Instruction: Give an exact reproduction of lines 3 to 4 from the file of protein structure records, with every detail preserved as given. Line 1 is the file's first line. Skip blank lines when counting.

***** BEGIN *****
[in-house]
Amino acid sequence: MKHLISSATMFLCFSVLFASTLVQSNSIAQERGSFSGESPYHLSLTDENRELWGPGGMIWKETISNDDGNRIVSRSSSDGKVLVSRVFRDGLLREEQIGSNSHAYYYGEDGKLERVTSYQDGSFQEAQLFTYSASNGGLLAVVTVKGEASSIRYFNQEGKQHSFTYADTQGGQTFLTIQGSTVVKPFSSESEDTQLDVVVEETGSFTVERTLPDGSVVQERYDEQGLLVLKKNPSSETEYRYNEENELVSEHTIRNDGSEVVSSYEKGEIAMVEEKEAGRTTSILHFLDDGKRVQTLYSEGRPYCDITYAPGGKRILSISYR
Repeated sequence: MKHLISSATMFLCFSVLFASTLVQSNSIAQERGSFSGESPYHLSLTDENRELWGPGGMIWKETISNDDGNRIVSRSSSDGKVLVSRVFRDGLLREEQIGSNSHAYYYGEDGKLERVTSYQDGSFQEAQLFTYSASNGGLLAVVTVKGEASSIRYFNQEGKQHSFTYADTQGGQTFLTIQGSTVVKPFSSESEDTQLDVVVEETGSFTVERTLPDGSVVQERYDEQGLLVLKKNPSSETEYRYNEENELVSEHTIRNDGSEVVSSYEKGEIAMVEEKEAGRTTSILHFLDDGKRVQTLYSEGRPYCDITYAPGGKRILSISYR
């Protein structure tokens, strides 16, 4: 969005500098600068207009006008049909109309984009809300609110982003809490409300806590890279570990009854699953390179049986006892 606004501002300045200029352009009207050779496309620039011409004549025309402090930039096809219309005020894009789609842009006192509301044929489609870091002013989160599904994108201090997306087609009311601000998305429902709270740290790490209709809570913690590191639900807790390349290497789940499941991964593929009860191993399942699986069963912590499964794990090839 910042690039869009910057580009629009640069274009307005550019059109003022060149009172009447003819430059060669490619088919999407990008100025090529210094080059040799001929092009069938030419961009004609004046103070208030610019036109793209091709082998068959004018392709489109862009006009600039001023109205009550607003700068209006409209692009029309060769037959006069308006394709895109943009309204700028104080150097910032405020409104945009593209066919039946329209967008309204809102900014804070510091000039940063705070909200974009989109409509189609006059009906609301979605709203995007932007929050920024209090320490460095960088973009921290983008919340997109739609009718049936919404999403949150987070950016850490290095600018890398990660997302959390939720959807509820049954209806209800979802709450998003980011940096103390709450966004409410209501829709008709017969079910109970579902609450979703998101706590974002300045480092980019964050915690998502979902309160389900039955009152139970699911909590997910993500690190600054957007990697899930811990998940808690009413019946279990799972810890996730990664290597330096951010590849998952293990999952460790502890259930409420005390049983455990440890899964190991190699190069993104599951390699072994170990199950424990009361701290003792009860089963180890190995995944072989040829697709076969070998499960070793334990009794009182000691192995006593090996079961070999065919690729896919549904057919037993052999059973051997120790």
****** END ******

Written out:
Repeated sequence: MKHLISSATMFLCFSVLFASTLVQSNSIAQERGSFSGESPYHLSLTDENRELWGPGGMIWKETISNDDGNRIVSRSSSDGKVLVSRVFRDGLLREEQIGSNSHAYYYGEDGKLERVTSYQDGSFQEAQLFTYSASNGGLLAVVTVKGEASSIRYFNQEGKQHSFTYADTQGGQTFLTIQGSTVVKPFSSESEDTQLDVVVEETGSFTVERTLPDGSVVQERYDEQGLLVLKKNPSSETEYRYNEENELVSEHTIRNDGSEVVSSYEKGEIAMVEEKEAGRTTSILHFLDDGKRVQTLYSEGRPYCDITYAPGGKRILSISYR
């Protein structure tokens, strides 16, 4: 969005500098600068207009006008049909109309984009809300609110982003809490409300806590890279570990009854699953390179049986006892 606004501002300045200029352009009207050779496309620039011409004549025309402090930039096809219309005020894009789609842009006192509301044929489609870091002013989160599904994108201090997306087609009311601000998305429902709270740290790490209709809570913690590191639900807790390349290497789940499941991964593929009860191993399942699986069963912590499964794990090839 910042690039869009910057580009629009640069274009307005550019059109003022060149009172009447003819430059060669490619088919999407990008100025090529210094080059040799001929092009069938030419961009004609004046103070208030610019036109793209091709082998068959004018392709489109862009006009600039001023109205009550607003700068209006409209692009029309060769037959006069308006394709895109943009309204700028104080150097910032405020409104945009593209066919039946329209967008309204809102900014804070510091000039940063705070909200974009989109409509189609006059009906609301979605709203995007932007929050920024209090320490460095960088973009921290983008919340997109739609009718049936919404999403949150987070950016850490290095600018890398990660997302959390939720959807509820049954209806209800979802709450998003980011940096103390709450966004409410209501829709008709017969079910109970579902609450979703998101706590974002300045480092980019964050915690998502979902309160389900039955009152139970699911909590997910993500690190600054957007990697899930811990998940808690009413019946279990799972810890996730990664290597330096951010590849998952293990999952460790502890259930409420005390049983455990440890899964190991190699190069993104599951390699072994170990199950424990009361701290003792009860089963180890190995995944072989040829697709076969070998499960070793334990009794009182000691192995006593090996079961070999065919690729896919549904057919037993052999059973051997120790």